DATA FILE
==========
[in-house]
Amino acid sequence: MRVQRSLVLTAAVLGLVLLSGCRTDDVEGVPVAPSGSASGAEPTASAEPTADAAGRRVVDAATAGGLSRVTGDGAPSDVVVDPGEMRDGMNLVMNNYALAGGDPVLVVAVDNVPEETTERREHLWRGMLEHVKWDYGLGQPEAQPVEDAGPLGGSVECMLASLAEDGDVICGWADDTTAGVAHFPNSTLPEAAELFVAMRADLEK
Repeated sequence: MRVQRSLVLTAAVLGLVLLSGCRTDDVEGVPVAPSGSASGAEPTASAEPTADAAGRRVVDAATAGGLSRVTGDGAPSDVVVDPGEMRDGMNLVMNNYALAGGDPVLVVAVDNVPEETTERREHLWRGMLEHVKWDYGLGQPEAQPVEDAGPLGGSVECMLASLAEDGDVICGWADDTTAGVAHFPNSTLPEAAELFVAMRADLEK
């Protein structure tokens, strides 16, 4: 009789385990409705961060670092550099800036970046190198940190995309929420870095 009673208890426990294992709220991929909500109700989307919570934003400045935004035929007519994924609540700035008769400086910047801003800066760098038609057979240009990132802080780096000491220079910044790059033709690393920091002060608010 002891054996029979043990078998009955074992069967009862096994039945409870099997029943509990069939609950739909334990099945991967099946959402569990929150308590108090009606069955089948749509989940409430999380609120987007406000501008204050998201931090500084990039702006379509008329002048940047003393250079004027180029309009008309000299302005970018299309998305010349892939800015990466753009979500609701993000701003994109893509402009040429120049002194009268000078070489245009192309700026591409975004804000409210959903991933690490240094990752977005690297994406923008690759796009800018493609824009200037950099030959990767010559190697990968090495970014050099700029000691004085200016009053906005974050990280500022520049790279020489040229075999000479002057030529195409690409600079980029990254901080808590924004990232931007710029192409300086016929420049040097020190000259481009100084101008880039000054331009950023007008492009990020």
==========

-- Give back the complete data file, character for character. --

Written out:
[in-house]
Amino acid sequence: MRVQRSLVLTAAVLGLVLLSGCRTDDVEGVPVAPSGSASGAEPTASAEPTADAAGRRVVDAATAGGLSRVTGDGAPSDVVVDPGEMRDGMNLVMNNYALAGGDPVLVVAVDNVPEETTERREHLWRGMLEHVKWDYGLGQPEAQPVEDAGPLGGSVECMLASLAEDGDVICGWADDTTAGVAHFPNSTLPEAAELFVAMRADLEK
Repeated sequence: MRVQRSLVLTAAVLGLVLLSGCRTDDVEGVPVAPSGSASGAEPTASAEPTADAAGRRVVDAATAGGLSRVTGDGAPSDVVVDPGEMRDGMNLVMNNYALAGGDPVLVVAVDNVPEETTERREHLWRGMLEHVKWDYGLGQPEAQPVEDAGPLGGSVECMLASLAEDGDVICGWADDTTAGVAHFPNSTLPEAAELFVAMRADLEK
């Protein structure tokens, strides 16, 4: 009789385990409705961060670092550099800036970046190198940190995309929420870095 009673208890426990294992709220991929909500109700989307919570934003400045935004035929007519994924609540700035008769400086910047801003800066760098038609057979240009990132802080780096000491220079910044790059033709690393920091002060608010 002891054996029979043990078998009955074992069967009862096994039945409870099997029943509990069939609950739909334990099945991967099946959402569990929150308590108090009606069955089948749509989940409430999380609120987007406000501008204050998201931090500084990039702006379509008329002048940047003393250079004027180029309009008309000299302005970018299309998305010349892939800015990466753009979500609701993000701003994109893509402009040429120049002194009268000078070489245009192309700026591409975004804000409210959903991933690490240094990752977005690297994406923008690759796009800018493609824009200037950099030959990767010559190697990968090495970014050099700029000691004085200016009053906005974050990280500022520049790279020489040229075999000479002057030529195409690409600079980029990254901080808590924004990232931007710029192409300086016929420049040097020190000259481009100084101008880039000054331009950023007008492009990020």